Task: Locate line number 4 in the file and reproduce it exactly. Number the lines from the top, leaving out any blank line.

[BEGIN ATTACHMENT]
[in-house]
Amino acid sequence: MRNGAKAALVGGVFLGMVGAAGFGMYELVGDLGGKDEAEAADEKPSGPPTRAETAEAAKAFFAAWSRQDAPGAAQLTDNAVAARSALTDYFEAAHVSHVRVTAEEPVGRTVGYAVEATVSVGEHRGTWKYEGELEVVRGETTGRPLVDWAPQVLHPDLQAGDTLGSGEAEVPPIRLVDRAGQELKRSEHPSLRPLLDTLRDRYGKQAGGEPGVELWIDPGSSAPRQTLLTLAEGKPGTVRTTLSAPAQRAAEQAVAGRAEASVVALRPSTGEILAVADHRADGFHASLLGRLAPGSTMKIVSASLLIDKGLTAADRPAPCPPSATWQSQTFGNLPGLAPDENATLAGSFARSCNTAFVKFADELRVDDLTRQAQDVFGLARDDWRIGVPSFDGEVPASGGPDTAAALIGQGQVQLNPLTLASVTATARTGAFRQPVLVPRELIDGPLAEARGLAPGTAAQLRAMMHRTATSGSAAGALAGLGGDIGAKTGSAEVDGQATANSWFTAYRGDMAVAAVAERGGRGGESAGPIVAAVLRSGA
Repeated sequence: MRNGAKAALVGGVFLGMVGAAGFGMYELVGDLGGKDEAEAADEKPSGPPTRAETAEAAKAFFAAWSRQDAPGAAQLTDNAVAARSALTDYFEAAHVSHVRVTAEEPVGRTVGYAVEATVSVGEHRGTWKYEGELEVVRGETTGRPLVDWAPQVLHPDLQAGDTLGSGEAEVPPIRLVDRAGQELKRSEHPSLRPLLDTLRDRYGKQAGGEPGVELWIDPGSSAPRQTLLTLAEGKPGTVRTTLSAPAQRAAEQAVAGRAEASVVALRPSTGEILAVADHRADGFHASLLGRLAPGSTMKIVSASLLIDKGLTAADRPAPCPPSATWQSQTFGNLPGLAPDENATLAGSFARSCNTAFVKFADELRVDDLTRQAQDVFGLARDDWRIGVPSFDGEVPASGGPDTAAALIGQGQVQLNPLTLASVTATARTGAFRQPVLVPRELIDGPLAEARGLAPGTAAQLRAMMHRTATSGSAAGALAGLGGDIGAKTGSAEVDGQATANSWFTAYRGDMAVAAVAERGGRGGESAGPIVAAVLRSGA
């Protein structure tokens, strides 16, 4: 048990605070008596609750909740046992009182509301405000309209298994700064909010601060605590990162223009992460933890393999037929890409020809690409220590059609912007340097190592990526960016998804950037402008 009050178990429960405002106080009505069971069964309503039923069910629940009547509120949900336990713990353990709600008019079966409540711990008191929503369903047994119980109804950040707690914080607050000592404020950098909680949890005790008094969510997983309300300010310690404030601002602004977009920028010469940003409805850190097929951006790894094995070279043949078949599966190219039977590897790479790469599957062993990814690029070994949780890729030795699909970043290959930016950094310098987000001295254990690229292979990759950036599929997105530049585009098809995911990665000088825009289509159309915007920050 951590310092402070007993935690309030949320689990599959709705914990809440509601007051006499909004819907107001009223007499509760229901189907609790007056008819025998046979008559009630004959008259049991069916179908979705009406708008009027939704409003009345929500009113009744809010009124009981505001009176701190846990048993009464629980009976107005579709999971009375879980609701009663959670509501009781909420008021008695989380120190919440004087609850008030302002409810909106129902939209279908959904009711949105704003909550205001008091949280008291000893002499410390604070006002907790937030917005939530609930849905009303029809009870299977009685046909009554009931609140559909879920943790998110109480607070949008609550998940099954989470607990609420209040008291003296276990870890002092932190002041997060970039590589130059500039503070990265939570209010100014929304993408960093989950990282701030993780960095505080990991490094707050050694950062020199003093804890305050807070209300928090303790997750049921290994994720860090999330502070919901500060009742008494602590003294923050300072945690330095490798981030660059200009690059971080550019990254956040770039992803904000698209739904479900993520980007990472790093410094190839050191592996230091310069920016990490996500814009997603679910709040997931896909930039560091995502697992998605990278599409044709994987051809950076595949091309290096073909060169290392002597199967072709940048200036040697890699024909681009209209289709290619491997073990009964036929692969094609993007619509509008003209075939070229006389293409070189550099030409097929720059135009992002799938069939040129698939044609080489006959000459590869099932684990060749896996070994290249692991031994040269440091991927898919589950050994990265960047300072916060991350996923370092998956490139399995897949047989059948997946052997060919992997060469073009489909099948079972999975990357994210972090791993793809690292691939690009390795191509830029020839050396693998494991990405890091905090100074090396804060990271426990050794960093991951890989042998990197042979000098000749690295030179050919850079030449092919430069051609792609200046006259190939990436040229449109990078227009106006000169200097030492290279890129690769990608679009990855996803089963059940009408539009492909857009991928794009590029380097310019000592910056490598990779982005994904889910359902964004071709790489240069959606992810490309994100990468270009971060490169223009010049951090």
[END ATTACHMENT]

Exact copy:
């Protein structure tokens, strides 16, 4: 048990605070008596609750909740046992009182509301405000309209298994700064909010601060605590990162223009992460933890393999037929890409020809690409220590059609912007340097190592990526960016998804950037402008 009050178990429960405002106080009505069971069964309503039923069910629940009547509120949900336990713990353990709600008019079966409540711990008191929503369903047994119980109804950040707690914080607050000592404020950098909680949890005790008094969510997983309300300010310690404030601002602004977009920028010469940003409805850190097929951006790894094995070279043949078949599966190219039977590897790479790469599957062993990814690029070994949780890729030795699909970043290959930016950094310098987000001295254990690229292979990759950036599929997105530049585009098809995911990665000088825009289509159309915007920050 951590310092402070007993935690309030949320689990599959709705914990809440509601007051006499909004819907107001009223007499509760229901189907609790007056008819025998046979008559009630004959008259049991069916179908979705009406708008009027939704409003009345929500009113009744809010009124009981505001009176701190846990048993009464629980009976107005579709999971009375879980609701009663959670509501009781909420008021008695989380120190919440004087609850008030302002409810909106129902939209279908959904009711949105704003909550205001008091949280008291000893002499410390604070006002907790937030917005939530609930849905009303029809009870299977009685046909009554009931609140559909879920943790998110109480607070949008609550998940099954989470607990609420209040008291003296276990870890002092932190002041997060970039590589130059500039503070990265939570209010100014929304993408960093989950990282701030993780960095505080990991490094707050050694950062020199003093804890305050807070209300928090303790997750049921290994994720860090999330502070919901500060009742008494602590003294923050300072945690330095490798981030660059200009690059971080550019990254956040770039992803904000698209739904479900993520980007990472790093410094190839050191592996230091310069920016990490996500814009997603679910709040997931896909930039560091995502697992998605990278599409044709994987051809950076595949091309290096073909060169290392002597199967072709940048200036040697890699024909681009209209289709290619491997073990009964036929692969094609993007619509509008003209075939070229006389293409070189550099030409097929720059135009992002799938069939040129698939044609080489006959000459590869099932684990060749896996070994290249692991031994040269440091991927898919589950050994990265960047300072916060991350996923370092998956490139399995897949047989059948997946052997060919992997060469073009489909099948079972999975990357994210972090791993793809690292691939690009390795191509830029020839050396693998494991990405890091905090100074090396804060990271426990050794960093991951890989042998990197042979000098000749690295030179050919850079030449092919430069051609792609200046006259190939990436040229449109990078227009106006000169200097030492290279890129690769990608679009990855996803089963059940009408539009492909857009991928794009590029380097310019000592910056490598990779982005994904889910359902964004071709790489240069959606992810490309994100990468270009971060490169223009010049951090």